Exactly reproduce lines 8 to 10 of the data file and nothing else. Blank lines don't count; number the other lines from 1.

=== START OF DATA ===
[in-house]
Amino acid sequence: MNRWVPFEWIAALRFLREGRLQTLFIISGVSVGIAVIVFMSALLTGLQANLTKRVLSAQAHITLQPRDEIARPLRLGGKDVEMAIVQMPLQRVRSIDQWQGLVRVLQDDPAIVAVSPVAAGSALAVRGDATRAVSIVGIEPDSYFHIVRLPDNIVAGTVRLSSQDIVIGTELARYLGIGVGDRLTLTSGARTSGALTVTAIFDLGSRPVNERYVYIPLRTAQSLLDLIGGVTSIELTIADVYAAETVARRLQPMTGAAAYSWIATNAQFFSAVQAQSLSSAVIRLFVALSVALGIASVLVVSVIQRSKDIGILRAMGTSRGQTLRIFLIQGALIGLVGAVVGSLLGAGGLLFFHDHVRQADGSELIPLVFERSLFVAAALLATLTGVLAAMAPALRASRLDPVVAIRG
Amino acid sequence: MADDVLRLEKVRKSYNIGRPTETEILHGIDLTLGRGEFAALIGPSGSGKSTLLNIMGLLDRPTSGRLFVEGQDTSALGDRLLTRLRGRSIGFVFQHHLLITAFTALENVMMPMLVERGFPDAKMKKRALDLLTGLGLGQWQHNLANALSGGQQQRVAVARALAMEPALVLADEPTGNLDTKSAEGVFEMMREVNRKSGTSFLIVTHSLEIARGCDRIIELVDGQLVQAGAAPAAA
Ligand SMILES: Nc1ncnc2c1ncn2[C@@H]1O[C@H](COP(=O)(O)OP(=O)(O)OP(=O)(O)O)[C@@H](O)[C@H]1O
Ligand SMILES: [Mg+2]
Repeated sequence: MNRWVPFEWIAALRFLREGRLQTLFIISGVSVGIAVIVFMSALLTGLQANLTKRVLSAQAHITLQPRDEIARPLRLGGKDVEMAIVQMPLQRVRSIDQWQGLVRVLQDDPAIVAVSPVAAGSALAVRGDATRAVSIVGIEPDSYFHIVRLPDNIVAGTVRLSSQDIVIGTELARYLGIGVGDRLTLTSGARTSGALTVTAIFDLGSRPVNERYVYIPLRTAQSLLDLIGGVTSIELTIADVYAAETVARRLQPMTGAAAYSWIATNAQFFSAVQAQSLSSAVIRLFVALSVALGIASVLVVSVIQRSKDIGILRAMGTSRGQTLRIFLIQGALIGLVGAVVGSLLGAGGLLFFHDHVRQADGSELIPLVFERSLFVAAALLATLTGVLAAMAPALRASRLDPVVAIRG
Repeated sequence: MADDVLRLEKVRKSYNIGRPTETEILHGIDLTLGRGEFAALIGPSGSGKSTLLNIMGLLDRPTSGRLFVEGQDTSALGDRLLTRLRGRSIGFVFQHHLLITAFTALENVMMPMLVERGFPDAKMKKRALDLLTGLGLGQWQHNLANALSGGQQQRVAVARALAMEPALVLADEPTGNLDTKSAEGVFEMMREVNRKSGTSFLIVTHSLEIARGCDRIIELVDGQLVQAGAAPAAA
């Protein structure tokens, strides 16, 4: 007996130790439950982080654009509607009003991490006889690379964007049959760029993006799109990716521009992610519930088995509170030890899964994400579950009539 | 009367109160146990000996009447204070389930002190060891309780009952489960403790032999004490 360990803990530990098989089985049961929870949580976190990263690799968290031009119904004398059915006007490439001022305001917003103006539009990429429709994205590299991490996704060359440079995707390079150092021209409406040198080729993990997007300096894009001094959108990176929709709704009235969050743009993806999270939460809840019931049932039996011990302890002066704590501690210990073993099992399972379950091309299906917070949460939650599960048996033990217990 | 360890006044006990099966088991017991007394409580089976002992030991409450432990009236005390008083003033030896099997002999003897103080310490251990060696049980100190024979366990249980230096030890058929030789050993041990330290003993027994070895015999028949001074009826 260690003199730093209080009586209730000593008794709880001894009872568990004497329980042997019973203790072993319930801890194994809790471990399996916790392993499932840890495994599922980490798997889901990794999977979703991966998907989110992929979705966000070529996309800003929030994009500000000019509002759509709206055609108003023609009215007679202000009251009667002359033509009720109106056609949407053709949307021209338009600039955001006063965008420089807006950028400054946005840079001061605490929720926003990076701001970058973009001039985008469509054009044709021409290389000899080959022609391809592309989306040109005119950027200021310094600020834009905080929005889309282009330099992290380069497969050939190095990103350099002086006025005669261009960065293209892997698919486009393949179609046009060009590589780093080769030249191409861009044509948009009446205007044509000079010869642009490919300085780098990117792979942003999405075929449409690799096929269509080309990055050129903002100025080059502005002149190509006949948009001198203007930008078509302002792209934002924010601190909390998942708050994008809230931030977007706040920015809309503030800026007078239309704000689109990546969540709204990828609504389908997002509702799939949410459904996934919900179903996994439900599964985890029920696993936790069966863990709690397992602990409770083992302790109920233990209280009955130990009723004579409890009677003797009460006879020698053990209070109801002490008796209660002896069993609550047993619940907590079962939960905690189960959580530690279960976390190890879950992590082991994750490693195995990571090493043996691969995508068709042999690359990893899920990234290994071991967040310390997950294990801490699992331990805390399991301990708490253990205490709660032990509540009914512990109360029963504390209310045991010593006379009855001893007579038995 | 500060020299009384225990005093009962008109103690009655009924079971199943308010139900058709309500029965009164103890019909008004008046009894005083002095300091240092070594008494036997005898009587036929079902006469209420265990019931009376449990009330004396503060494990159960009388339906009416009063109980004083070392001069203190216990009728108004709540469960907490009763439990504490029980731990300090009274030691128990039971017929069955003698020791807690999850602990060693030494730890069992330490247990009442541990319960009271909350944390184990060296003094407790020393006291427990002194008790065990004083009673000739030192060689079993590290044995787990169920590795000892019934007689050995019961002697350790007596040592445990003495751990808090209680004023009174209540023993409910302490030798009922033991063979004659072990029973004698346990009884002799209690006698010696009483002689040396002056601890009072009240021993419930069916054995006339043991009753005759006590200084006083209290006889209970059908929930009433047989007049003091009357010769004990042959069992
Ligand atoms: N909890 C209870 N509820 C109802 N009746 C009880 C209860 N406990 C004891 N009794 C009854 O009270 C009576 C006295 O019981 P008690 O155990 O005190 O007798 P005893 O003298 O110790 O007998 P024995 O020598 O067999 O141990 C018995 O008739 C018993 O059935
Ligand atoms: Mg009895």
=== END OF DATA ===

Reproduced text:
């Protein structure tokens, strides 16, 4: 007996130790439950982080654009509607009003991490006889690379964007049959760029993006799109990716521009992610519930088995509170030890899964994400579950009539 | 009367109160146990000996009447204070389930002190060891309780009952489960403790032999004490 360990803990530990098989089985049961929870949580976190990263690799968290031009119904004398059915006007490439001022305001917003103006539009990429429709994205590299991490996704060359440079995707390079150092021209409406040198080729993990997007300096894009001094959108990176929709709704009235969050743009993806999270939460809840019931049932039996011990302890002066704590501690210990073993099992399972379950091309299906917070949460939650599960048996033990217990 | 360890006044006990099966088991017991007394409580089976002992030991409450432990009236005390008083003033030896099997002999003897103080310490251990060696049980100190024979366990249980230096030890058929030789050993041990330290003993027994070895015999028949001074009826 260690003199730093209080009586209730000593008794709880001894009872568990004497329980042997019973203790072993319930801890194994809790471990399996916790392993499932840890495994599922980490798997889901990794999977979703991966998907989110992929979705966000070529996309800003929030994009500000000019509002759509709206055609108003023609009215007679202000009251009667002359033509009720109106056609949407053709949307021209338009600039955001006063965008420089807006950028400054946005840079001061605490929720926003990076701001970058973009001039985008469509054009044709021409290389000899080959022609391809592309989306040109005119950027200021310094600020834009905080929005889309282009330099992290380069497969050939190095990103350099002086006025005669261009960065293209892997698919486009393949179609046009060009590589780093080769030249191409861009044509948009009446205007044509000079010869642009490919300085780098990117792979942003999405075929449409690799096929269509080309990055050129903002100025080059502005002149190509006949948009001198203007930008078509302002792209934002924010601190909390998942708050994008809230931030977007706040920015809309503030800026007078239309704000689109990546969540709204990828609504389908997002509702799939949410459904996934919900179903996994439900599964985890029920696993936790069966863990709690397992602990409770083992302790109920233990209280009955130990009723004579409890009677003797009460006879020698053990209070109801002490008796209660002896069993609550047993619940907590079962939960905690189960959580530690279960976390190890879950992590082991994750490693195995990571090493043996691969995508068709042999690359990893899920990234290994071991967040310390997950294990801490699992331990805390399991301990708490253990205490709660032990509540009914512990109360029963504390209310045991010593006379009855001893007579038995 | 500060020299009384225990005093009962008109103690009655009924079971199943308010139900058709309500029965009164103890019909008004008046009894005083002095300091240092070594008494036997005898009587036929079902006469209420265990019931009376449990009330004396503060494990159960009388339906009416009063109980004083070392001069203190216990009728108004709540469960907490009763439990504490029980731990300090009274030691128990039971017929069955003698020791807690999850602990060693030494730890069992330490247990009442541990319960009271909350944390184990060296003094407790020393006291427990002194008790065990004083009673000739030192060689079993590290044995787990169920590795000892019934007689050995019961002697350790007596040592445990003495751990808090209680004023009174209540023993409910302490030798009922033991063979004659072990029973004698346990009884002799209690006698010696009483002689040396002056601890009072009240021993419930069916054995006339043991009753005759006590200084006083209290006889209970059908929930009433047989007049003091009357010769004990042959069992
Ligand atoms: N909890 C209870 N509820 C109802 N009746 C009880 C209860 N406990 C004891 N009794 C009854 O009270 C009576 C006295 O019981 P008690 O155990 O005190 O007798 P005893 O003298 O110790 O007998 P024995 O020598 O067999 O141990 C018995 O008739 C018993 O059935
Ligand atoms: Mg009895």